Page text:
The Israeli army is disputing this.
The autopsy was conducted at Israel’s Abu Kabir Forensic Institute in the presence of Dr. Rayan al-Ali, the Palestinian Authority’s chief medical examiner.
Al-Rimawi, 24, died shortly after he was beaten by Israeli soldiers in his home in the occupied West Bank village of Beit Rima on 18 September.
“The martyr was subjected to a policy officially approved by Israeli political and military circles, which allows soldiers to act freely and at their own discretion with detainees,” the Palestinian Authority’s Commission of Detainees and Ex-Detainees Affairs stated, according to Quds News Network.
“This led Israeli soldiers to use beatings and assault in their worst forms.”
The results revealed bruises on al-Rimawi’s chest, right thigh and various other spots on his body, according to the commission. The autopsy also revealed that the violent manner in which occupation soldiers raided al-Rimawi’s home and assaulted him was a chief cause of his death.
Israeli media reports contradicted those of the PA commission for detainees.
“The autopsy of Muhammad al-Rimawi, conducted at the Abu Kabir Forensic Institute in the presence of a Palestinian physician, ruled out any possibility that he died after being beaten by soldiers and losing consciousness,” the Israeli daily Haaretz reported, citing a statement from the Israeli army.
“The cause of death is still under investigation,” Haaretz stated, adding that “no signs of violence were found on the body.”
Al-Rimawi’s family rejected the army’s claims, according to Haaretz.
The Israeli human rights group B’Tselem has previously stated that the army’s investigative mechanisms amount to “a system that whitewashes investigations and serves as a fig leaf for the occupation.”
It remained unclear when al-Rimawi’s body would be returned to his family.
Dozens of Israeli occupation forces raided al-Rimawi’s family home before dawn on 18 September. Soldiers beat al-Rimawi in a separate room until he was unconscious, and then took him away in that condition, according to family members who witnessed the raid.
Al-Rimawi was the third Palestinian to die this year after severe beatings by Israeli soldiers during arrest or inside Israeli prisons.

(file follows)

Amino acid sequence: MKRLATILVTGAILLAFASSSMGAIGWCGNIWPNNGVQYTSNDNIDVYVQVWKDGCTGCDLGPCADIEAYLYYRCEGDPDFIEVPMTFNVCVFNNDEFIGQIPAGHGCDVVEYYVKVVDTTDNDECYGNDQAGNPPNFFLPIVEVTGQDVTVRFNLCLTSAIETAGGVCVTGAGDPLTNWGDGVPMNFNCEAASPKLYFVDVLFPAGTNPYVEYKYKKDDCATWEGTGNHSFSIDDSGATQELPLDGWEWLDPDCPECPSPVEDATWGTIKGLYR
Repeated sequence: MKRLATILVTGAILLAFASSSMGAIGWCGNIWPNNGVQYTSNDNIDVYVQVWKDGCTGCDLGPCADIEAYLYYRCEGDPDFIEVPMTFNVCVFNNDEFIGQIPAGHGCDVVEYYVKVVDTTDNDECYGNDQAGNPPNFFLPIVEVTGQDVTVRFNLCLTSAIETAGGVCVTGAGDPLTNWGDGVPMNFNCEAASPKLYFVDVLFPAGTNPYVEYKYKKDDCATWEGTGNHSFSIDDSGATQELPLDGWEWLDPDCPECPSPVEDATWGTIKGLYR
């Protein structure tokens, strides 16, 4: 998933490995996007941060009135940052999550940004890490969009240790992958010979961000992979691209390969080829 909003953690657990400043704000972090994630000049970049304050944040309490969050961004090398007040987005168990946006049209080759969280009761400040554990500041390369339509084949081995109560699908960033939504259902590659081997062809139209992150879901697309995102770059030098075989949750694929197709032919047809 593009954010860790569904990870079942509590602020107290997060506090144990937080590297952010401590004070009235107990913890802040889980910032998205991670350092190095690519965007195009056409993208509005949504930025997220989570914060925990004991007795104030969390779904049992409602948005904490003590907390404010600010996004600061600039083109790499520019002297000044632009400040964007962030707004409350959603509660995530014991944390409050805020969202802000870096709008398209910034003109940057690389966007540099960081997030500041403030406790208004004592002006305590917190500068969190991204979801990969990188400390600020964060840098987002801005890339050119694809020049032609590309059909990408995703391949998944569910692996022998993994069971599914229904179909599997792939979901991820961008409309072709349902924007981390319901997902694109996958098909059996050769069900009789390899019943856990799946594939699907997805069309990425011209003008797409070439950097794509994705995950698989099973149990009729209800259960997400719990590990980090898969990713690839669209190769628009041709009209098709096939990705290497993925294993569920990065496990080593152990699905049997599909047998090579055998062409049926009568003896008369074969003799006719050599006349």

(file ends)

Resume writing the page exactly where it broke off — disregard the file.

Worsening conditions in Israeli prisons
Israel is set to impose a series of new punitive measures against Palestinians held in Hadarim prison and various others, prisoners told the Palestinian Authority’s Commission of Detainees and Ex-Detainees Affairs.
New measures include banning prisoners from buying frozen food and prohibiting their families from bringing them textbooks.
Israeli guards will also force prisoners out of the their cells during searches and impose tighter restrictions when they are in prison yards.
“Such restrictions will lead to worse conditions in prisons, given the extreme and unprecedented incitement by the Israeli right and racist instructions from the Israeli internal security minister [Gilad Erdan] and the director of the Israel Prison Service,” prisoners told the commission.
Meanwhile, Palestinian women held at HaSharon prison are protesting the prison authorities’ decision to turn on surveillance cameras in the prison yard earlier this month, after a visit by Erdan.
The women are refusing to go out to the yard, the only outdoor area they are permitted to use, until the surveillance cameras are covered again.
The cameras were installed years ago but were shut down after prisoner protests.
The women at HaSharon are threatening to escalate their protests, including a hunger strike, if the cameras are not turned off.
Palestinian prisoner Omran al-Khatib, 60, has been on hunger strike for more than 50 days in protest of his solitary confinement at the Ramle prison, according to Gaza-based human rights group Al Mezan.
He’s one of several Palestinian prisoners who have launched hunger strikes in recent weeks.
Al-Khatib, from Jabaliya refugee camp in the Gaza Strip, has been detained since 1997 and was sentenced to life in prison. Quds News Network reported that al-Khatib is also demanding early release.